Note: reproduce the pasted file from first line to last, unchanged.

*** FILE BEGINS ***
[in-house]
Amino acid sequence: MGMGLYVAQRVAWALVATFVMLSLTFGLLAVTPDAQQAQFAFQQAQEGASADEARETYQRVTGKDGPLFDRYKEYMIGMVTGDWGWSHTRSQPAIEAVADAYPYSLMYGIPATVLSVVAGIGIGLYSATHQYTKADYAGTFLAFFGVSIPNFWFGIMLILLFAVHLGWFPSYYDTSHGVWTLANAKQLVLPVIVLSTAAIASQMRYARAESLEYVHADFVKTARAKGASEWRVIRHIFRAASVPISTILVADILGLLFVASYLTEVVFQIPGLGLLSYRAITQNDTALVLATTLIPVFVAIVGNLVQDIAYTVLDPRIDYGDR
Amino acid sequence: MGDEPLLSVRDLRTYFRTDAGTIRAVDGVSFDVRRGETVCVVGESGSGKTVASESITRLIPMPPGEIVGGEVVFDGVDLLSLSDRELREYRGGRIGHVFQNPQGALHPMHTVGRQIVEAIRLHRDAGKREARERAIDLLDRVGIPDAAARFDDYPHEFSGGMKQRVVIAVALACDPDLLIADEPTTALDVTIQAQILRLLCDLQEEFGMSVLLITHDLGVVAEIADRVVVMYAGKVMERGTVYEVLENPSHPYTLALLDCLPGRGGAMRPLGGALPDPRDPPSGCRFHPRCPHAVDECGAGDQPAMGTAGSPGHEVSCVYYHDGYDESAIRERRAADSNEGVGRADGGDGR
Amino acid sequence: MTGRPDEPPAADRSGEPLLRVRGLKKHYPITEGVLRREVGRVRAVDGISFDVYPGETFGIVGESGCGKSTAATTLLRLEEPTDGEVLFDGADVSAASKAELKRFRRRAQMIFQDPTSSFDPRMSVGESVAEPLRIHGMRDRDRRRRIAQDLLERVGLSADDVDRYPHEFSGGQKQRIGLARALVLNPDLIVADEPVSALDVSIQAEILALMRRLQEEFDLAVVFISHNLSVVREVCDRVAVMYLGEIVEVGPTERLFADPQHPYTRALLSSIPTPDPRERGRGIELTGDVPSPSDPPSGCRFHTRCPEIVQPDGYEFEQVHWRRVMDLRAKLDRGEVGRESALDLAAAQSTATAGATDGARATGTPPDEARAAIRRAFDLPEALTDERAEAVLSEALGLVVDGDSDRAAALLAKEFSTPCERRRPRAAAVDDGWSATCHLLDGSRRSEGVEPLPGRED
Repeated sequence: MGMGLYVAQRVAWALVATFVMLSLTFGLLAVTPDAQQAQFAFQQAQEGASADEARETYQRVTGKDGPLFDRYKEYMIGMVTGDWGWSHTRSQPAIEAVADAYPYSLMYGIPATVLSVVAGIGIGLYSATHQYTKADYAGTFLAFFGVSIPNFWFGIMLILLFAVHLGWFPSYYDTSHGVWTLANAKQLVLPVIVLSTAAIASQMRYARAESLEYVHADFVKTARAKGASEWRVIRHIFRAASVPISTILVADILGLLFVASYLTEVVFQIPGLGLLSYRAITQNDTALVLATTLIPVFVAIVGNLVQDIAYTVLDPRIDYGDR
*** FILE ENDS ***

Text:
[in-house]
Amino acid sequence: MGMGLYVAQRVAWALVATFVMLSLTFGLLAVTPDAQQAQFAFQQAQEGASADEARETYQRVTGKDGPLFDRYKEYMIGMVTGDWGWSHTRSQPAIEAVADAYPYSLMYGIPATVLSVVAGIGIGLYSATHQYTKADYAGTFLAFFGVSIPNFWFGIMLILLFAVHLGWFPSYYDTSHGVWTLANAKQLVLPVIVLSTAAIASQMRYARAESLEYVHADFVKTARAKGASEWRVIRHIFRAASVPISTILVADILGLLFVASYLTEVVFQIPGLGLLSYRAITQNDTALVLATTLIPVFVAIVGNLVQDIAYTVLDPRIDYGDR
Amino acid sequence: MGDEPLLSVRDLRTYFRTDAGTIRAVDGVSFDVRRGETVCVVGESGSGKTVASESITRLIPMPPGEIVGGEVVFDGVDLLSLSDRELREYRGGRIGHVFQNPQGALHPMHTVGRQIVEAIRLHRDAGKREARERAIDLLDRVGIPDAAARFDDYPHEFSGGMKQRVVIAVALACDPDLLIADEPTTALDVTIQAQILRLLCDLQEEFGMSVLLITHDLGVVAEIADRVVVMYAGKVMERGTVYEVLENPSHPYTLALLDCLPGRGGAMRPLGGALPDPRDPPSGCRFHPRCPHAVDECGAGDQPAMGTAGSPGHEVSCVYYHDGYDESAIRERRAADSNEGVGRADGGDGR
Amino acid sequence: MTGRPDEPPAADRSGEPLLRVRGLKKHYPITEGVLRREVGRVRAVDGISFDVYPGETFGIVGESGCGKSTAATTLLRLEEPTDGEVLFDGADVSAASKAELKRFRRRAQMIFQDPTSSFDPRMSVGESVAEPLRIHGMRDRDRRRRIAQDLLERVGLSADDVDRYPHEFSGGQKQRIGLARALVLNPDLIVADEPVSALDVSIQAEILALMRRLQEEFDLAVVFISHNLSVVREVCDRVAVMYLGEIVEVGPTERLFADPQHPYTRALLSSIPTPDPRERGRGIELTGDVPSPSDPPSGCRFHTRCPEIVQPDGYEFEQVHWRRVMDLRAKLDRGEVGRESALDLAAAQSTATAGATDGARATGTPPDEARAAIRRAFDLPEALTDERAEAVLSEALGLVVDGDSDRAAALLAKEFSTPCERRRPRAAAVDDGWSATCHLLDGSRRSEGVEPLPGRED
Repeated sequence: MGMGLYVAQRVAWALVATFVMLSLTFGLLAVTPDAQQAQFAFQQAQEGASADEARETYQRVTGKDGPLFDRYKEYMIGMVTGDWGWSHTRSQPAIEAVADAYPYSLMYGIPATVLSVVAGIGIGLYSATHQYTKADYAGTFLAFFGVSIPNFWFGIMLILLFAVHLGWFPSYYDTSHGVWTLANAKQLVLPVIVLSTAAIASQMRYARAESLEYVHADFVKTARAKGASEWRVIRHIFRAASVPISTILVADILGLLFVASYLTEVVFQIPGLGLLSYRAITQNDTALVLATTLIPVFVAIVGNLVQDIAYTVLDPRIDYGDR